Responding to a crisis at the border
Amber Attalla ’16, and Laura Shaw ‘15, in coordination with Maine Law’s Refugee and Human Rights Clinic, volunteered at The Artesia Center, a family immigration detention camp in New Mexico, for a week in November of 2014.
Attalla and Shaw provided legal assistance to children and women who had fled Central America and were seeking refuge in the U.S. The Maine Law students were the first legal representatives from Maine to travel to The Artesia Center in the wake of a humanitarian crisis on the southern U.S. border.
In the fall of 2014, more than 65,000 unaccompanied children and tens of thousands more Central Americans traveling as families sought refuge at the border. Most of these individuals fled their home countries due to conditions of extreme violence, gang activity, rape, and poverty. Unprepared for what has been characterized as a surge of immigration, the United States federal government started The Artesia Center, a makeshift camp located in a remote, desolate area of New Mexico.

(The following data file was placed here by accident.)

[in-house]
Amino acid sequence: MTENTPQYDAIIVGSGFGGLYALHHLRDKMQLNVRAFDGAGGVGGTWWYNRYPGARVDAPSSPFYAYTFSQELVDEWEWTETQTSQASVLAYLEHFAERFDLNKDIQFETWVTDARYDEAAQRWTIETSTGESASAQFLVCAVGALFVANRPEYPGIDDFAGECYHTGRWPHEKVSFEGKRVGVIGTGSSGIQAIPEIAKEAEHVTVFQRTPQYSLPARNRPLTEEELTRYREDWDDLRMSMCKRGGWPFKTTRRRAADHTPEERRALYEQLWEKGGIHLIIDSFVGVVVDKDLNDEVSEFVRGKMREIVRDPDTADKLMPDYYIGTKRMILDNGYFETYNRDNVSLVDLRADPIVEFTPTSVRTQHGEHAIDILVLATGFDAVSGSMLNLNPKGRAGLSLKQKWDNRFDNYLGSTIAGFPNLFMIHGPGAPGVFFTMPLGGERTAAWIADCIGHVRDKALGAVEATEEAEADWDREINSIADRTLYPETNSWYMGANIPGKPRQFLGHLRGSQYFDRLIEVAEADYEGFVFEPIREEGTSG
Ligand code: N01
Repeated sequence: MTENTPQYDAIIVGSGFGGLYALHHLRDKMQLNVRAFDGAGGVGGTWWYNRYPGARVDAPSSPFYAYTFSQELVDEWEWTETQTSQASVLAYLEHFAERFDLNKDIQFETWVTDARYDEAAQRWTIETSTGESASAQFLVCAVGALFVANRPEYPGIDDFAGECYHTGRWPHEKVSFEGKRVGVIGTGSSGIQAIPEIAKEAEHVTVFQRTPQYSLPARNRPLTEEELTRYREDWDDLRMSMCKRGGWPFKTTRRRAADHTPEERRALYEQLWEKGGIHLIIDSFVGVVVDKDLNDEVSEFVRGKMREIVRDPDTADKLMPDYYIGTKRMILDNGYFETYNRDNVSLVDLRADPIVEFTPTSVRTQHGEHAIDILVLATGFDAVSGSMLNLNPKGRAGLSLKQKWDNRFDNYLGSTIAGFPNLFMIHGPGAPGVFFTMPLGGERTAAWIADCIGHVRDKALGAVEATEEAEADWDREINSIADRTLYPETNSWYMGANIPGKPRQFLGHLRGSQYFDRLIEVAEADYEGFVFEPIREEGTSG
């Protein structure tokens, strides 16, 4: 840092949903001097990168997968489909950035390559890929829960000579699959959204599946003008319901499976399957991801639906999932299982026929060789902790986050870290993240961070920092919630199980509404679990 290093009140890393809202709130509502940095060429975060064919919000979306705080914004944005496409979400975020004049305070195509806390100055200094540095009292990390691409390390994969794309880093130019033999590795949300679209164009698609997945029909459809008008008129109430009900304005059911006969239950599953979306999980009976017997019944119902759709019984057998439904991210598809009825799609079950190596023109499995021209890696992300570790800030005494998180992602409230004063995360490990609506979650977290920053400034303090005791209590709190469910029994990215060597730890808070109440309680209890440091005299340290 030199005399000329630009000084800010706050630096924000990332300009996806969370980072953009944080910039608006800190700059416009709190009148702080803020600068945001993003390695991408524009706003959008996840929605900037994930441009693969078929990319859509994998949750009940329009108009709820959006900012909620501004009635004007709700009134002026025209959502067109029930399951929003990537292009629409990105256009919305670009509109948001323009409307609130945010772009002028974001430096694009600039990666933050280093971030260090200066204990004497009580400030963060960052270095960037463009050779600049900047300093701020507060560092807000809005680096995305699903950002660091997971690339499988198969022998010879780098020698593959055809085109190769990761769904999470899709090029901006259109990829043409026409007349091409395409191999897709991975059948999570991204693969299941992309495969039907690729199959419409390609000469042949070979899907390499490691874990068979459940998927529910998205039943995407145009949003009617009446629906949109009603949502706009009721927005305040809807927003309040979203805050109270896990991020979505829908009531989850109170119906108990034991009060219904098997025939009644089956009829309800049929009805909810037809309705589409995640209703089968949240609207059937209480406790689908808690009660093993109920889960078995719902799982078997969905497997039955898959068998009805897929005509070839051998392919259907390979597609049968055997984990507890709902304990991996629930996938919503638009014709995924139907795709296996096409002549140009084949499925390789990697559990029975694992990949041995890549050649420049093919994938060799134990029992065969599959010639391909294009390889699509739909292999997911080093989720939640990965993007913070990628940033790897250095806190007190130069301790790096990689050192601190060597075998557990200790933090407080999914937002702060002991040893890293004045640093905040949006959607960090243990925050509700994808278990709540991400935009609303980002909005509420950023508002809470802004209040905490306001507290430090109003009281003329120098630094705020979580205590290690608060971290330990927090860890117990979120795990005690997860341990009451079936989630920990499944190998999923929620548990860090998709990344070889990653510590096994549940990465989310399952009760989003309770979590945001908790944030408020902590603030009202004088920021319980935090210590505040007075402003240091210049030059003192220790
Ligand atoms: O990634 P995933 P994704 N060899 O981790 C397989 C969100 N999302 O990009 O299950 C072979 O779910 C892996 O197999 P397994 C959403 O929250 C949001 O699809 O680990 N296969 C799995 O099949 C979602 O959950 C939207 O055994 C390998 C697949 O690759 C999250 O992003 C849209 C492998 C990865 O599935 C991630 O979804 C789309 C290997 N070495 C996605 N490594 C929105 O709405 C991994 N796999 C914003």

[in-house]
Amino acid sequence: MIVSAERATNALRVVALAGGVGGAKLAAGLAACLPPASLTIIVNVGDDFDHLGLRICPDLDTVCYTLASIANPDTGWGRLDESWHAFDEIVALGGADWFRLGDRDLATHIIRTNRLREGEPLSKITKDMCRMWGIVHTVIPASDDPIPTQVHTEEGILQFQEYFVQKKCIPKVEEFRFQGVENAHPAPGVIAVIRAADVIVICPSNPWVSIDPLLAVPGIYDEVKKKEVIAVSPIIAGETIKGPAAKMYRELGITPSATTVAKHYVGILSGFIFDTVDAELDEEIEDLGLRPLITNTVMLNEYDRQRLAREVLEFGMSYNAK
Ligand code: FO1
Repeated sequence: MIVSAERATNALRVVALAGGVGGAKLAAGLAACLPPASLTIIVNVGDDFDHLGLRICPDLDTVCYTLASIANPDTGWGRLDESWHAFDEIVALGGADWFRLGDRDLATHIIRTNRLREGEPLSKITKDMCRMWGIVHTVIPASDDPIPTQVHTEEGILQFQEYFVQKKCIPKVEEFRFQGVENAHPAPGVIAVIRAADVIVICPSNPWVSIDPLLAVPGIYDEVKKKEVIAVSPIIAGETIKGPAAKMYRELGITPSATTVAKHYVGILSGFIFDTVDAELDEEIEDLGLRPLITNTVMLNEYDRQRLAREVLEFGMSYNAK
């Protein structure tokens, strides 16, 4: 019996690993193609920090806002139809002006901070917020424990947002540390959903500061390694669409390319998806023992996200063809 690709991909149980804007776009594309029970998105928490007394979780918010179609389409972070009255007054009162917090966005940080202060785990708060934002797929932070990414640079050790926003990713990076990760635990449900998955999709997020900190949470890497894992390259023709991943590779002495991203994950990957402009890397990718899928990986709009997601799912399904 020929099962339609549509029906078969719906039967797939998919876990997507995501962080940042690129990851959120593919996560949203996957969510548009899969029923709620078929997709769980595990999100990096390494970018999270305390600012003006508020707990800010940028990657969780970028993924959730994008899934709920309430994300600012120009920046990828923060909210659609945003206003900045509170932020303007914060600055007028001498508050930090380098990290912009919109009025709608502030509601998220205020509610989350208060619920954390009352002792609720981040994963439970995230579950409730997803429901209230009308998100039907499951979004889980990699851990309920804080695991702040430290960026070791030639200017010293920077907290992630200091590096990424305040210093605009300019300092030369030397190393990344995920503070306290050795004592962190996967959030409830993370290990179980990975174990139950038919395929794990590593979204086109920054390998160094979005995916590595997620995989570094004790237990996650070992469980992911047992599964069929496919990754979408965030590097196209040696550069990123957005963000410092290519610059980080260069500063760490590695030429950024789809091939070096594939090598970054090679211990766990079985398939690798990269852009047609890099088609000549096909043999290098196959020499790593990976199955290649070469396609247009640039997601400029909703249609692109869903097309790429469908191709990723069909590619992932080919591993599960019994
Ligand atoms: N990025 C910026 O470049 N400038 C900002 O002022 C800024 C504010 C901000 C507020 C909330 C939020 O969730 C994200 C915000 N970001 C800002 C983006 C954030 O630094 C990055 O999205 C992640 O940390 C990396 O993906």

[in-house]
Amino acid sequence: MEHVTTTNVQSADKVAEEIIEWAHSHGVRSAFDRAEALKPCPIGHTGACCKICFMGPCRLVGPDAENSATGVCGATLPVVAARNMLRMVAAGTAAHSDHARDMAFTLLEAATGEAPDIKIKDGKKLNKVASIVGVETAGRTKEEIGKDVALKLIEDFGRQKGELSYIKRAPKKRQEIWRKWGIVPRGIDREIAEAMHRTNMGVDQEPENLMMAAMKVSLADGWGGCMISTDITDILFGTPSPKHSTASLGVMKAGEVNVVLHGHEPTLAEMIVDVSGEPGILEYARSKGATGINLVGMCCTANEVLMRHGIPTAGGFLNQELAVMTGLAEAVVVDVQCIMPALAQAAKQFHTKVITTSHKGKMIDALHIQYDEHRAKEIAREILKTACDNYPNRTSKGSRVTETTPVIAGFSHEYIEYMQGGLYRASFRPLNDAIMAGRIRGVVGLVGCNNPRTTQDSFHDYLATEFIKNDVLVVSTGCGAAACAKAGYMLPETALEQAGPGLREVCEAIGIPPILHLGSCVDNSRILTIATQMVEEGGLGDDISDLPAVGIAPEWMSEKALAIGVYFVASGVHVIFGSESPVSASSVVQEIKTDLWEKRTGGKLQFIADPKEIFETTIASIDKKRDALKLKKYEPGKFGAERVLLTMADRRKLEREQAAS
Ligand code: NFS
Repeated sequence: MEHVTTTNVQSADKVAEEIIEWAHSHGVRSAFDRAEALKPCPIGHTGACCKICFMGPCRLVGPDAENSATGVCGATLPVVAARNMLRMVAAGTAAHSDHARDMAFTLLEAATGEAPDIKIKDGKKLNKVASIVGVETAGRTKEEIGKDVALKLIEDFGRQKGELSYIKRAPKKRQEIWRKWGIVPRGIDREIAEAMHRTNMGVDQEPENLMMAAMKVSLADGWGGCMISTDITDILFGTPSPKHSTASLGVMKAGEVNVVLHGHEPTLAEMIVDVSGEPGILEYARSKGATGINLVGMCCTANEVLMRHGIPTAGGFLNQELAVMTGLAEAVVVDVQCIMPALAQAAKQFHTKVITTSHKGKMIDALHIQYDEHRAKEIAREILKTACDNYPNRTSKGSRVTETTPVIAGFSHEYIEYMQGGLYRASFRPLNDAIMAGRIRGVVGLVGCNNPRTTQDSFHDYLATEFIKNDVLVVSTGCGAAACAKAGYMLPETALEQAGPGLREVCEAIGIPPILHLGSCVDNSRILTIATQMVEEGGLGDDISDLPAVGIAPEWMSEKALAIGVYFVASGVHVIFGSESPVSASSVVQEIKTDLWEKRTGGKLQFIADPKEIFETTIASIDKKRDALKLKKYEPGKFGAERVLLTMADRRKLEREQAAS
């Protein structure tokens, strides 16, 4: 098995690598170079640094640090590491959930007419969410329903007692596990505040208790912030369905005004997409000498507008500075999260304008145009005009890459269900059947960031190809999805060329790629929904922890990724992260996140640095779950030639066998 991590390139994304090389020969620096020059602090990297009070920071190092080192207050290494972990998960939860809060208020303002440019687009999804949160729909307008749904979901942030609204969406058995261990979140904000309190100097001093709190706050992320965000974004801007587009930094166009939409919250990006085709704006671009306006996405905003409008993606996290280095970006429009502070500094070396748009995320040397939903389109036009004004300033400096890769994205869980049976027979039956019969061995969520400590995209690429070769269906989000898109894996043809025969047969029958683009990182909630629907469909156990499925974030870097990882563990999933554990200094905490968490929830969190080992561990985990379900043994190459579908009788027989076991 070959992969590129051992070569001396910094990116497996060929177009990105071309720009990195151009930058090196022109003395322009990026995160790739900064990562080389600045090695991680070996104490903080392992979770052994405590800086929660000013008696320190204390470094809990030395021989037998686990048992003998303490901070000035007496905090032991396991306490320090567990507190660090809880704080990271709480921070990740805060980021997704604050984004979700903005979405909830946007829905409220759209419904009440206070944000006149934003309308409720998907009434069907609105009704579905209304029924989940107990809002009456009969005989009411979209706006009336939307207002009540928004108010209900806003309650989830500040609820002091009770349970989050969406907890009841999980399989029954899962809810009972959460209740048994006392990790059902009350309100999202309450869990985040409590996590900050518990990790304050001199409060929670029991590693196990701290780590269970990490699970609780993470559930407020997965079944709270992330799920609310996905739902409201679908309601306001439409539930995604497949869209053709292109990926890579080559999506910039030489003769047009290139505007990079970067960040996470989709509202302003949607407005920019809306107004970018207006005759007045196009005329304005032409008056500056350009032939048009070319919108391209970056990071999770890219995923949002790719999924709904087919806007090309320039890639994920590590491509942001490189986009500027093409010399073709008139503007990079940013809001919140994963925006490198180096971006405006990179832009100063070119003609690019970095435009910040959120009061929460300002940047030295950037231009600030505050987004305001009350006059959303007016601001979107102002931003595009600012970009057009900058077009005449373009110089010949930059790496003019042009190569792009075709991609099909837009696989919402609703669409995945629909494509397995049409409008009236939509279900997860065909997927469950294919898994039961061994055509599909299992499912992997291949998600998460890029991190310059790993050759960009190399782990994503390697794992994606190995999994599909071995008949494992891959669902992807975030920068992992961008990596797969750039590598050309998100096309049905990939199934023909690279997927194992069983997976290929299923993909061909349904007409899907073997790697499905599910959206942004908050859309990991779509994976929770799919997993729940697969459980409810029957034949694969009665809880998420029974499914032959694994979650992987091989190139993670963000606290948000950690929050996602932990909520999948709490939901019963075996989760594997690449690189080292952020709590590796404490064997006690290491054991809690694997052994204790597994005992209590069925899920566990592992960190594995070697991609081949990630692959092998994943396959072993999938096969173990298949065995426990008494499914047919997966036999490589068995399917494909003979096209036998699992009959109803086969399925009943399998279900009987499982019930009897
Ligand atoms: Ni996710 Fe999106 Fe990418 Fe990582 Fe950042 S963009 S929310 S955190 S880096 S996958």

Representatives from the American Immigration Lawyers Association (AILA) along with other immigration advocacy organizations stated that “severe due process violations” were taking place at The Artesia Center. Specifically, women and children fleeing their home countries out of fear of persecution were denied access to legal protections without any meaningful opportunity to contact a lawyer. In response, lawyers and law students from around the country traveled to Artesia, volunteering their time to provide urgent legal assistance to the women and children detained there.
Maine Law Professor Anna Welch, who oversees the Law School’s Refugee and Human Rights Clinic, led the coordination of the trip. In the Clinic, student attorneys provide direct legal representation and advocacy to immigrants and refugees seeking political asylum and similar protections under federal law. To cover their costs, Shaw and Attalla raised $2,500 from area law firms, attorneys, fellow law students, staff and faculty from Maine Law, family, friends, and funding from the Student Bar Association at Maine Law.
Shaw, who graduated from Maine Law in the spring of 2015, returned to the southwest for a second week of volunteer work in May 2015. By that time, the remaining women and children from The Artesia Center had been relocated to a facility in Dilley, Texas.
Deeply affected by their volunteer experience at The Artesia Center, Attalla and Shaw wrote an opinion article after they returned from New Mexico. The piece was published in the Portland Press Herald.